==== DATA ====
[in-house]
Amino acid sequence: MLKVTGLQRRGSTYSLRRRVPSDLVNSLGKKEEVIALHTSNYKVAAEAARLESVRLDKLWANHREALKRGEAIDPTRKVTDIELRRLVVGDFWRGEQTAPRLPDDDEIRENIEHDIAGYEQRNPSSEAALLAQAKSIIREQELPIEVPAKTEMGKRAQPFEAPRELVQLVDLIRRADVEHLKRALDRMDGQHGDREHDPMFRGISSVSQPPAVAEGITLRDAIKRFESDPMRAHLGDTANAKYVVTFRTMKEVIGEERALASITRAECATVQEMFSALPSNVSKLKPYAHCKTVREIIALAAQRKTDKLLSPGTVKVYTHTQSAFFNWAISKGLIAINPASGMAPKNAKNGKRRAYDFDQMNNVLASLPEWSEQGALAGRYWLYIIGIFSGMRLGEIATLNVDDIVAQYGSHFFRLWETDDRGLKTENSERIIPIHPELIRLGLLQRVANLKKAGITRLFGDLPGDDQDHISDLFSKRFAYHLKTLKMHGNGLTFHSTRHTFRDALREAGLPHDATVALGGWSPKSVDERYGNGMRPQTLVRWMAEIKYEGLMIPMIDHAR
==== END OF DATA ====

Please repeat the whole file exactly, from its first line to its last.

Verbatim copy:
[in-house]
Amino acid sequence: MLKVTGLQRRGSTYSLRRRVPSDLVNSLGKKEEVIALHTSNYKVAAEAARLESVRLDKLWANHREALKRGEAIDPTRKVTDIELRRLVVGDFWRGEQTAPRLPDDDEIRENIEHDIAGYEQRNPSSEAALLAQAKSIIREQELPIEVPAKTEMGKRAQPFEAPRELVQLVDLIRRADVEHLKRALDRMDGQHGDREHDPMFRGISSVSQPPAVAEGITLRDAIKRFESDPMRAHLGDTANAKYVVTFRTMKEVIGEERALASITRAECATVQEMFSALPSNVSKLKPYAHCKTVREIIALAAQRKTDKLLSPGTVKVYTHTQSAFFNWAISKGLIAINPASGMAPKNAKNGKRRAYDFDQMNNVLASLPEWSEQGALAGRYWLYIIGIFSGMRLGEIATLNVDDIVAQYGSHFFRLWETDDRGLKTENSERIIPIHPELIRLGLLQRVANLKKAGITRLFGDLPGDDQDHISDLFSKRFAYHLKTLKMHGNGLTFHSTRHTFRDALREAGLPHDATVALGGWSPKSVDERYGNGMRPQTLVRWMAEIKYEGLMIPMIDHAR